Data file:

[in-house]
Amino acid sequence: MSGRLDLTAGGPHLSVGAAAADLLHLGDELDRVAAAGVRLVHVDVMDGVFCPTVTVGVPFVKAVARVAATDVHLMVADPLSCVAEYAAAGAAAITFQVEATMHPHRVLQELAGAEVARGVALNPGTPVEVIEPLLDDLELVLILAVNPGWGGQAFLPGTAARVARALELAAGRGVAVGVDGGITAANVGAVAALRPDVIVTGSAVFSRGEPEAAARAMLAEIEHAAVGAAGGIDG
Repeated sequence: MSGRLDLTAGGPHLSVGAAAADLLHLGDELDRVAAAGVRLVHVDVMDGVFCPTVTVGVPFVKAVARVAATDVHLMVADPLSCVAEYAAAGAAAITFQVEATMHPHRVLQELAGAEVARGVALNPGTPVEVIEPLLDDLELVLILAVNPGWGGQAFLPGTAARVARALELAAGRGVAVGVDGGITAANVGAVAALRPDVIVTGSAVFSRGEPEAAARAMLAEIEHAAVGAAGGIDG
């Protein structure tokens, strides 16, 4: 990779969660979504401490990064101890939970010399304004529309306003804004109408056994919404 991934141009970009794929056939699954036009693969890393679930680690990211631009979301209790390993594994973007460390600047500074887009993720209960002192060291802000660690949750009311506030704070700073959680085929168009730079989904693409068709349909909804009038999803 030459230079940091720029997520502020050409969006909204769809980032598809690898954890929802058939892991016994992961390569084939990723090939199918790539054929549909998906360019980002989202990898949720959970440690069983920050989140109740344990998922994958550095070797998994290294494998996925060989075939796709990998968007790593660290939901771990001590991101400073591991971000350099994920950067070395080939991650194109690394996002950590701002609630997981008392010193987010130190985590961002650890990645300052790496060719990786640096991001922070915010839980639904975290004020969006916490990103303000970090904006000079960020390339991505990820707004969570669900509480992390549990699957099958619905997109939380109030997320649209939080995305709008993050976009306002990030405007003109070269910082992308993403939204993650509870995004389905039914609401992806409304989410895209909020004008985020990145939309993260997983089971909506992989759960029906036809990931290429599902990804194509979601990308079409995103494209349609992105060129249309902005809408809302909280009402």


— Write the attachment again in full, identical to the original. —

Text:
[in-house]
Amino acid sequence: MSGRLDLTAGGPHLSVGAAAADLLHLGDELDRVAAAGVRLVHVDVMDGVFCPTVTVGVPFVKAVARVAATDVHLMVADPLSCVAEYAAAGAAAITFQVEATMHPHRVLQELAGAEVARGVALNPGTPVEVIEPLLDDLELVLILAVNPGWGGQAFLPGTAARVARALELAAGRGVAVGVDGGITAANVGAVAALRPDVIVTGSAVFSRGEPEAAARAMLAEIEHAAVGAAGGIDG
Repeated sequence: MSGRLDLTAGGPHLSVGAAAADLLHLGDELDRVAAAGVRLVHVDVMDGVFCPTVTVGVPFVKAVARVAATDVHLMVADPLSCVAEYAAAGAAAITFQVEATMHPHRVLQELAGAEVARGVALNPGTPVEVIEPLLDDLELVLILAVNPGWGGQAFLPGTAARVARALELAAGRGVAVGVDGGITAANVGAVAALRPDVIVTGSAVFSRGEPEAAARAMLAEIEHAAVGAAGGIDG
């Protein structure tokens, strides 16, 4: 990779969660979504401490990064101890939970010399304004529309306003804004109408056994919404 991934141009970009794929056939699954036009693969890393679930680690990211631009979301209790390993594994973007460390600047500074887009993720209960002192060291802000660690949750009311506030704070700073959680085929168009730079989904693409068709349909909804009038999803 030459230079940091720029997520502020050409969006909204769809980032598809690898954890929802058939892991016994992961390569084939990723090939199918790539054929549909998906360019980002989202990898949720959970440690069983920050989140109740344990998922994958550095070797998994290294494998996925060989075939796709990998968007790593660290939901771990001590991101400073591991971000350099994920950067070395080939991650194109690394996002950590701002609630997981008392010193987010130190985590961002650890990645300052790496060719990786640096991001922070915010839980639904975290004020969006916490990103303000970090904006000079960020390339991505990820707004969570669900509480992390549990699957099958619905997109939380109030997320649209939080995305709008993050976009306002990030405007003109070269910082992308993403939204993650509870995004389905039914609401992806409304989410895209909020004008985020990145939309993260997983089971909506992989759960029906036809990931290429599902990804194509979601990308079409995103494209349609992105060129249309902005809408809302909280009402």